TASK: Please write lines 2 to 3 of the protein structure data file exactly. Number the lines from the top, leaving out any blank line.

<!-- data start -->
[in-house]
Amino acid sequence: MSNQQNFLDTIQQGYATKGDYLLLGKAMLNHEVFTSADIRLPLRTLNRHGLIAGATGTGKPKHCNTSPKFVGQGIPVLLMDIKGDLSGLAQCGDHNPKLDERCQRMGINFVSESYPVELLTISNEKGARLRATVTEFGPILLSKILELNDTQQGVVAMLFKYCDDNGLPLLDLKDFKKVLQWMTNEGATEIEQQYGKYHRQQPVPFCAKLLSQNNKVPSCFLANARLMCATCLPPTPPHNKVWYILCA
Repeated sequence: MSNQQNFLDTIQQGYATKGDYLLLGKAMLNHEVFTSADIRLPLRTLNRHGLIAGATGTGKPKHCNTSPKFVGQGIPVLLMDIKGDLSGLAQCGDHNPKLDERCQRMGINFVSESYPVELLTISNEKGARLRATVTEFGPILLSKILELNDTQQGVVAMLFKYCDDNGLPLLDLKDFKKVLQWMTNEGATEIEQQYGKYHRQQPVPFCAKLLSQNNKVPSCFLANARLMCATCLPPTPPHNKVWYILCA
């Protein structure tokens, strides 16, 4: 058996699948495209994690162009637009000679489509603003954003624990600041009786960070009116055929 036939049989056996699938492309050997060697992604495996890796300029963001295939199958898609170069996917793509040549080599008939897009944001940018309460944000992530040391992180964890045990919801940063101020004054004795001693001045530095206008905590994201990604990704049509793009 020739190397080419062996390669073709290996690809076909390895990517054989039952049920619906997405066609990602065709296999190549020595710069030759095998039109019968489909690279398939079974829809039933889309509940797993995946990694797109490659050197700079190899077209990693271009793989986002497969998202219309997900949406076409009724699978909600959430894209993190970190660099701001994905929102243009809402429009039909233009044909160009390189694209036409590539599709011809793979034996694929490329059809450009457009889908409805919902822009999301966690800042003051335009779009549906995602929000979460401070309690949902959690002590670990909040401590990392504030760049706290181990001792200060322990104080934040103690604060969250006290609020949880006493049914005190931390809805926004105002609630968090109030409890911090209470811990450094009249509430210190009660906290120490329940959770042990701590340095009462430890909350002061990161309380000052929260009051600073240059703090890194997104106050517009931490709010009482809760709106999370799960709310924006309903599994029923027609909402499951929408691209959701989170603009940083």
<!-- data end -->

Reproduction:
Amino acid sequence: MSNQQNFLDTIQQGYATKGDYLLLGKAMLNHEVFTSADIRLPLRTLNRHGLIAGATGTGKPKHCNTSPKFVGQGIPVLLMDIKGDLSGLAQCGDHNPKLDERCQRMGINFVSESYPVELLTISNEKGARLRATVTEFGPILLSKILELNDTQQGVVAMLFKYCDDNGLPLLDLKDFKKVLQWMTNEGATEIEQQYGKYHRQQPVPFCAKLLSQNNKVPSCFLANARLMCATCLPPTPPHNKVWYILCA
Repeated sequence: MSNQQNFLDTIQQGYATKGDYLLLGKAMLNHEVFTSADIRLPLRTLNRHGLIAGATGTGKPKHCNTSPKFVGQGIPVLLMDIKGDLSGLAQCGDHNPKLDERCQRMGINFVSESYPVELLTISNEKGARLRATVTEFGPILLSKILELNDTQQGVVAMLFKYCDDNGLPLLDLKDFKKVLQWMTNEGATEIEQQYGKYHRQQPVPFCAKLLSQNNKVPSCFLANARLMCATCLPPTPPHNKVWYILCA